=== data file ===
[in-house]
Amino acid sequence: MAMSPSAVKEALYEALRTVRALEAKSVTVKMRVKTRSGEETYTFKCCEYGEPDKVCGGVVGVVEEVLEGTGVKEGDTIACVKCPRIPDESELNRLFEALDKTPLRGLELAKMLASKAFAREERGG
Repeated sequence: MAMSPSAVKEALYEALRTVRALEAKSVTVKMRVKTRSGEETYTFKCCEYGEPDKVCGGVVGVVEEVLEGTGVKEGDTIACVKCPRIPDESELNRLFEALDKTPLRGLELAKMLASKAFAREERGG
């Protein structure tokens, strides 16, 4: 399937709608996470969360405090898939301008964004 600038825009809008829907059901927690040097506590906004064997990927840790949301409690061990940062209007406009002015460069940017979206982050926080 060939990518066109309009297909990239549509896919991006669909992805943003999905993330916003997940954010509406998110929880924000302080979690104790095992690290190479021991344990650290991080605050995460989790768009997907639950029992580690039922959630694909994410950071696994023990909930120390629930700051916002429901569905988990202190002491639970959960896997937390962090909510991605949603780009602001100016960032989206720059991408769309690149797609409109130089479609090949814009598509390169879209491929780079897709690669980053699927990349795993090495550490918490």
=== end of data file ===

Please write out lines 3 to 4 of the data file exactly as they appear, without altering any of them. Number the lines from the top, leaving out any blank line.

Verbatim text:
Repeated sequence: MAMSPSAVKEALYEALRTVRALEAKSVTVKMRVKTRSGEETYTFKCCEYGEPDKVCGGVVGVVEEVLEGTGVKEGDTIACVKCPRIPDESELNRLFEALDKTPLRGLELAKMLASKAFAREERGG
């Protein structure tokens, strides 16, 4: 399937709608996470969360405090898939301008964004 600038825009809008829907059901927690040097506590906004064997990927840790949301409690061990940062209007406009002015460069940017979206982050926080 060939990518066109309009297909990239549509896919991006669909992805943003999905993330916003997940954010509406998110929880924000302080979690104790095992690290190479021991344990650290991080605050995460989790768009997907639950029992580690039922959630694909994410950071696994023990909930120390629930700051916002429901569905988990202190002491639970959960896997937390962090909510991605949603780009602001100016960032989206720059991408769309690149797609409109130089479609090949814009598509390169879209491929780079897709690669980053699927990349795993090495550490918490």